Proposal To Regulate Triclosan Under Study. Nearly 30 years since it first proposed regulating triclosan, the U.S. Food & Drug Administration (FDA) is still far from reaching a decision. The agency was expected to release the findings of its triclosan review several months ago, but according to a New York Times report, is delaying the release until 2012.
Triclosan, developed 40 years ago as a surgical scrub, can now be found in a host of consumer products, from hand wash, to toothpaste, to cutting boards. It can also be found in human beings: A survey by the Centers for Disease Control and Prevention found the chemical present in the urine of 75 percent of Americans over the age of 5.
Dial Complete Antibacterial Foaming Antibacterial Handwash is among the many consumer products that contain triclosan. The makers of that handwash claim that triclosan enables it to kill more germs than similar products. But some consumers have taken issue with those claims, alleging in lawsuits that they are not backed by any serious scientific studies. Those lawsuits also allege that triclosan has been linked to antibiotic resistance. Just last week, 10 Dial Complete lawsuits filed in federal courts around the country were consolidated in a multidistrict litigation and transferred to U.S. District Court, District of New Hampshire.
Triclosan May Cause Antibiotic Resistance
Consumer advocates say fears about triclosan are well-founded. According to the Times, several studies have indicated that the chemical may alter hormone regulation in laboratory animals or cause antibiotic resistance. Last year, Representative Edward J. Markey (D-Mass.) pressured the FDA to write regulations for antiseptic products like hand soap, including those that use triclosan, and pushed the agency to ban its use in consumer products. That same year, the National Resources Defense Council sued the FDA, in an attempt to force it to finish its triclosan review.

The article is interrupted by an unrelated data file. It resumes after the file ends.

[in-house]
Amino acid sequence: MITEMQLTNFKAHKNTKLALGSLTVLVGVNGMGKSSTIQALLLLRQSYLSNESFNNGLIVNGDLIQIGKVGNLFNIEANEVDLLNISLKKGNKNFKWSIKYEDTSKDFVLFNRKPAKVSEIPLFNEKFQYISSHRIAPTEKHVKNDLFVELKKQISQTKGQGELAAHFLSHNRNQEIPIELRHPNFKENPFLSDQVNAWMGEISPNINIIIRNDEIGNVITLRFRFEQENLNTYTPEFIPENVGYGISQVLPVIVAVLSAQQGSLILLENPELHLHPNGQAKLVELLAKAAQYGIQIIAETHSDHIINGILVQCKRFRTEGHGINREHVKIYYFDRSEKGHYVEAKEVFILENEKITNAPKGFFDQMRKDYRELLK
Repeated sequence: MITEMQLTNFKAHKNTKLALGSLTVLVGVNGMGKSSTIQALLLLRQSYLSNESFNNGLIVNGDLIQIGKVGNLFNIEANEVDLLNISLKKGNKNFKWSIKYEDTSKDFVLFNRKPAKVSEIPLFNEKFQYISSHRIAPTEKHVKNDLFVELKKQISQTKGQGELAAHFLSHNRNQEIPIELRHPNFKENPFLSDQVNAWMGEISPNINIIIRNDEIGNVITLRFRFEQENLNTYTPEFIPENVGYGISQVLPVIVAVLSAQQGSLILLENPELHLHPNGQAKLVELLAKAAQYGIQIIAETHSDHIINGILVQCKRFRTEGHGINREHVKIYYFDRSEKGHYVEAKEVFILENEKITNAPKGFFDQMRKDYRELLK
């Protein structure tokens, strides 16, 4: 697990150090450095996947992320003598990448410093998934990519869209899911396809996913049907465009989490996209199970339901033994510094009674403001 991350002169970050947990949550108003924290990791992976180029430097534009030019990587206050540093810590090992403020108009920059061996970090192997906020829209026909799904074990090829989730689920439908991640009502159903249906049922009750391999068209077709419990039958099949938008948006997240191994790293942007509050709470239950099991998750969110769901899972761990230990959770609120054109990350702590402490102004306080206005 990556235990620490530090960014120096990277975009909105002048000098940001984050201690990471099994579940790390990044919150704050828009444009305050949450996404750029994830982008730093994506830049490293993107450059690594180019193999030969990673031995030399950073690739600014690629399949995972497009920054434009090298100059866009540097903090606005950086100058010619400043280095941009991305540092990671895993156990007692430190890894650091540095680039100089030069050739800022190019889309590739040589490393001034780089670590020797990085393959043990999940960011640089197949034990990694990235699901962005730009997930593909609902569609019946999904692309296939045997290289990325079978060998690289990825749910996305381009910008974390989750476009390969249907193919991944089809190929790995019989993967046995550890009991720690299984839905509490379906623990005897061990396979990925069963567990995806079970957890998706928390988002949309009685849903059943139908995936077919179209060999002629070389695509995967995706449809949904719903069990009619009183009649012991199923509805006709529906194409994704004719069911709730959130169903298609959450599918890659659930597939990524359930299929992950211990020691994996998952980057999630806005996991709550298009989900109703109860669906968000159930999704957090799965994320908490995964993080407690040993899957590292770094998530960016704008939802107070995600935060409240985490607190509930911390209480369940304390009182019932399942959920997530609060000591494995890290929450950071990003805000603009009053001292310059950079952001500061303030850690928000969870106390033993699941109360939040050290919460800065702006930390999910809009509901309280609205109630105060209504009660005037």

But it appears the agency has not been moved by that pressure. Since it first proposed regulating triclosan in 1972, it has done little other than issue statements that indicate triclosan is not all its promoters claim it should be. In 1978, for example, the FDA proposed eliminating triclosan as an active ingredient in hospital scrubs and in hand soaps, and it issued a similar proposal in 1994. But on both occassions, nothing happened.
In 2005, the FDA concluded that antimicrobial soaps and sanitizers do not reduce the risk of illness and infection in the home. Then, in an April 8, 2010 “Consumer Update”, the FDA stated that it does not have evidence that triclosan-containing antibacterial soaps and body washes provide any extra health benefit over soap and water alone.
In the 2010 Consumer Update, the FDA said it would communicate its findings by spring of 2011. So far, it’s said nothing. According to a report on the National Resources Defense Council’s staff blog, Switchboard, the FDA recently edited its triclosan page on its website to say that it would communicate its findings in the winter, 2012 (here’s a link to the page last year, and here’s a link to the webpage from today.)
The agency has not given any reason for the delay, Switchboard said, or provided any type of update about its ongoing triclosan review.
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